The remote sensing of papyrus vegetation (Cyperus papyrus L.) in swamp wetlands of South Africa.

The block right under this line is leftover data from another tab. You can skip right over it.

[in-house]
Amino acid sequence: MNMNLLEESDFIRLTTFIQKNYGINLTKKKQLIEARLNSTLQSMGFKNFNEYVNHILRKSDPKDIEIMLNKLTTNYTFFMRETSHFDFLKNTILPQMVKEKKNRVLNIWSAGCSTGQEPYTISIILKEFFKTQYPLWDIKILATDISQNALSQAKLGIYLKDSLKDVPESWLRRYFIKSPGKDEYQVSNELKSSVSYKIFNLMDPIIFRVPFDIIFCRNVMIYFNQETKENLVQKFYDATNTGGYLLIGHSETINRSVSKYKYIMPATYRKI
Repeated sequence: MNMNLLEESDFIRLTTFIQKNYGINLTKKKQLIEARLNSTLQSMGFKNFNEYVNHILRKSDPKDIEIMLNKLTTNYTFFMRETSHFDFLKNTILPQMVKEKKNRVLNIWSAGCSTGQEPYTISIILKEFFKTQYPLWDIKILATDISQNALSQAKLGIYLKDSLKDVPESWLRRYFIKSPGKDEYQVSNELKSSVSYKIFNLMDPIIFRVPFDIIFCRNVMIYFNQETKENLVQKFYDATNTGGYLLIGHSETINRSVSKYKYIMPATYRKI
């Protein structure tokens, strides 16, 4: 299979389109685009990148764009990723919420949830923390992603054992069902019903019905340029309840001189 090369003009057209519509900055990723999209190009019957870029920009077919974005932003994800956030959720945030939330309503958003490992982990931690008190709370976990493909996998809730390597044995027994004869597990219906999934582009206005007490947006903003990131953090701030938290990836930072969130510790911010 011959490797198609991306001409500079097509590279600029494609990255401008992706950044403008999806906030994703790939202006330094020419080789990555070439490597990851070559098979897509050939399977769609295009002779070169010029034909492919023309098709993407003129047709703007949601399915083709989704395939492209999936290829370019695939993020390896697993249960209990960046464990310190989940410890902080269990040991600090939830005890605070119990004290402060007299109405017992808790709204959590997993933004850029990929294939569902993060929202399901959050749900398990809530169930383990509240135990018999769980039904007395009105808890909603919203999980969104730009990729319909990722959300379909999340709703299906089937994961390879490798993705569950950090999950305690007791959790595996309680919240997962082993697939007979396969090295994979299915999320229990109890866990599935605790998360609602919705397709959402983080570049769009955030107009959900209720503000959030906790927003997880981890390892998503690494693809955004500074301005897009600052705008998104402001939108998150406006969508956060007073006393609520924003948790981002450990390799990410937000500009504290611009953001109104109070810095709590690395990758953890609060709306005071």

Papyrus (Cyperus papyrus .L) swamp is the most species rich habitat that play vital hydrological, ecological, and economic roles in central tropical and western African wetlands. However, the existence of papyrus vegetation is endangered due to intensification of agricultural use and human encroachment. Techniques for modelling the distribution of papyrus swamps, quantity and quality are therefore critical for the rapid assessment and proactive management of papyrus vegetation. In this regard, remote sensing techniques provide rapid, potentially cheap, and relatively accurate strategies to accomplish this task. This study advocates the development of techniques based on hyperspectral remote sensing technology to accurately map and predict biomass of papyrus vegetation in a high mixed species environment of St Lucia- South Africa which has been overlooked in scientific research. Our approach was to investigate the potential of hyperspectral remote sensing at two levels of investigation: field level and airborne platform level. First, the study provides an overview of the current use of both multispectral and hyperspectral remote sensing techniques in mapping the quantity and the quality of wetland vegetation as well as the challenges and the need for further research. Second, the study explores whether papyrus can be discriminated from each one of its coexistence species (binary class). Our results showed that, at full canopy cover, papyrus vegetation can be accurately discriminated from its entire co-existing species using a new hierarchical method based on three integrated analysis levels and field spectrometry under natural field conditions. These positive results prompted the need to test the use of canopy hyperspectral data resampled to HYMAP resolution and two machine learning algorithms in identifying key spectral bands that allowed for better discrimination among papyrus and other co-existing species (n = 3) (multi-class classification). Results showed that the random forest algorithm (RF) simplified the process by identifying the minimum number of spectral bands that provided the best overall accuracies. Narrow band NDVI and SR-based vegetation indices calculated from hyperspectral data as well as some vegetation indices published in literature were investigated to test their potential in improving the classification accuracy of wetland plant species. The study also evaluated the robustness and reliability of RF as a variables selection method and as a classification algorithm in identifying key spectral bands that allowed for the successful classification of wetland species. Third, the focus was to upscale the results of field spectroscopy analysis to airborne hyperspectral sensor (AISA eagle) to discriminate papyrus and it co-existing species. The results indicated that specific wavelengths located in the visible, red-edge, and near-infrared region of the electromagnetic spectrum have the highest potential of discriminating papyrus from the other species. Finally, the study explored the ability of narrow NDVI-based vegetation indices calculated from hyperspectral data in predicting the green above ground biomass of papyrus. The results demonstrated that papyrus biomass can be modelled with relatively low error of estimates using a non-linear RF regression algorithm. This provided a basis for the algorithm to be used in mapping wetland biomass in highly complex environments. Overall, the study has demonstrated the potential of remote sensing techniques in discriminating papyrus swamps and its co-existing species as well as in predicting biomass. Compared to previous studies, the RF model applied in this study has proved to be a robust, accurate, and simple new method for variables selection, classification, and modelling of hyperspectral data. The results are important for establishing a baseline of the species distributions in South African swamp wetlands for future monitoring and control efforts.